Docudrama 1994 PG-13 133 minutes. Robert Redford directs this infamous true story of Charles Van Doren (Ralph Fiennes), who rocketed to national fame as a repeat winner on the TV quiz show “Twenty-One.” In the late 1950s, prime-time game shows were a cultural phenomenon. But the American public didn’t realize it was being hoodwinked … until persevering congressional investigator Dick Goodwin (Rob Morrow) unmasked the corruption behind the show’s glittering façade.


Playing for the Mob

Documentary 30 for 30 2014 NR 1hr17m. Mobster Henry Hill, who was immortalized in Goodfellas, reveals how he orchestrated the fixing of Boston College basketball games in the late 1970s.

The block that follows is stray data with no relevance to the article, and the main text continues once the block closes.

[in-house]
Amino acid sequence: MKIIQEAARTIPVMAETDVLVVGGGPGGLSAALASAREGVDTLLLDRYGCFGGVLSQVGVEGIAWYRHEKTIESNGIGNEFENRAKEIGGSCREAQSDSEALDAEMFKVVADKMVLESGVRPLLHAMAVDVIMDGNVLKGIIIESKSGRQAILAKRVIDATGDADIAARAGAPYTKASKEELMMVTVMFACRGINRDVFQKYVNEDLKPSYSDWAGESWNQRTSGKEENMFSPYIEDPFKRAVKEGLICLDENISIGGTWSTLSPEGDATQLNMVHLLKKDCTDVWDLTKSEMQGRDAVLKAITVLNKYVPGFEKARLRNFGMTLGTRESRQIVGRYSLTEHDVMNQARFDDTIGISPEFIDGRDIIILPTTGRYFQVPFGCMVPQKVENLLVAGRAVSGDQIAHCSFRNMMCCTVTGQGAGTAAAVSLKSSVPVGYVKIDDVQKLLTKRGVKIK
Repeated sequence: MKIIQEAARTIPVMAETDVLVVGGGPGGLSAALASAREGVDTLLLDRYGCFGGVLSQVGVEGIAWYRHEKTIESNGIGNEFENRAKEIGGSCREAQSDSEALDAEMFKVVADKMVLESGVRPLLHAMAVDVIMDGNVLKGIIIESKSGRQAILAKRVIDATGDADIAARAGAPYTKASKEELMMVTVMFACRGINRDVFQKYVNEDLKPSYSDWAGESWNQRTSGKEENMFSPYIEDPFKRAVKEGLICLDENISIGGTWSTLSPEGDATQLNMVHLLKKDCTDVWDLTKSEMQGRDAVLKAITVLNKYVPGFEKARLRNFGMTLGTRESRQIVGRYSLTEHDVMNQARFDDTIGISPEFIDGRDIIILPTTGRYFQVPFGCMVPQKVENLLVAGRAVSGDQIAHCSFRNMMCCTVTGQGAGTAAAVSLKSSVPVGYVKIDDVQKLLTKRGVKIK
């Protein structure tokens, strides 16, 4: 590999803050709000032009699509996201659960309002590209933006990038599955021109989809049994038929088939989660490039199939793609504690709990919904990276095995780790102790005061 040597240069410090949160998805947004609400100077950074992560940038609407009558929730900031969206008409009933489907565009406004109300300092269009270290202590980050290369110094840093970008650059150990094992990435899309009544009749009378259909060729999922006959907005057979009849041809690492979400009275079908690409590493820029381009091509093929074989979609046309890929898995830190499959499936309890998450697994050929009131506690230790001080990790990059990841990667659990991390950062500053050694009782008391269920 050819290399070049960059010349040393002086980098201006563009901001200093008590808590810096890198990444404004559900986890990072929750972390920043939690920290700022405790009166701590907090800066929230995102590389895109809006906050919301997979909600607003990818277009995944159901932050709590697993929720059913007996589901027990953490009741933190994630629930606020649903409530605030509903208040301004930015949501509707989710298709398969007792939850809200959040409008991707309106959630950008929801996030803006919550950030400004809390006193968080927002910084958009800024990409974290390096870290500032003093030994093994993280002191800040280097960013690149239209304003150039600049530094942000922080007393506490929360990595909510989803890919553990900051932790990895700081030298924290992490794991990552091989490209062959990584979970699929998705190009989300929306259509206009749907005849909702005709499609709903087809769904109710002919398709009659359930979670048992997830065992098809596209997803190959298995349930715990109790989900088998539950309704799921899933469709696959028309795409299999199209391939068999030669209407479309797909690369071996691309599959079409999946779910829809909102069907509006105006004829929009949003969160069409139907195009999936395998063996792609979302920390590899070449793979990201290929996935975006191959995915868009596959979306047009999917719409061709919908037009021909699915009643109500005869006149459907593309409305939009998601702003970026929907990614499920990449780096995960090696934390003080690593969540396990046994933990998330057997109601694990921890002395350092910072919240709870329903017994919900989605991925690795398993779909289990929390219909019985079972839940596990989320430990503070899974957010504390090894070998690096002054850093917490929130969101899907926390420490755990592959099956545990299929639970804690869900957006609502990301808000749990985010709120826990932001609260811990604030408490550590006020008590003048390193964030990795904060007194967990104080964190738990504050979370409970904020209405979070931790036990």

Eight Men Out

Docudrama 1988 PG 120 minutes. Disgruntled Chicago White Sox players agree to lose the World Series for a big payoff in this account of the 1919 “Black Sox” scandal. The team owner underpays his talented players, leaving the door open for a gambling syndicate head to swoop in.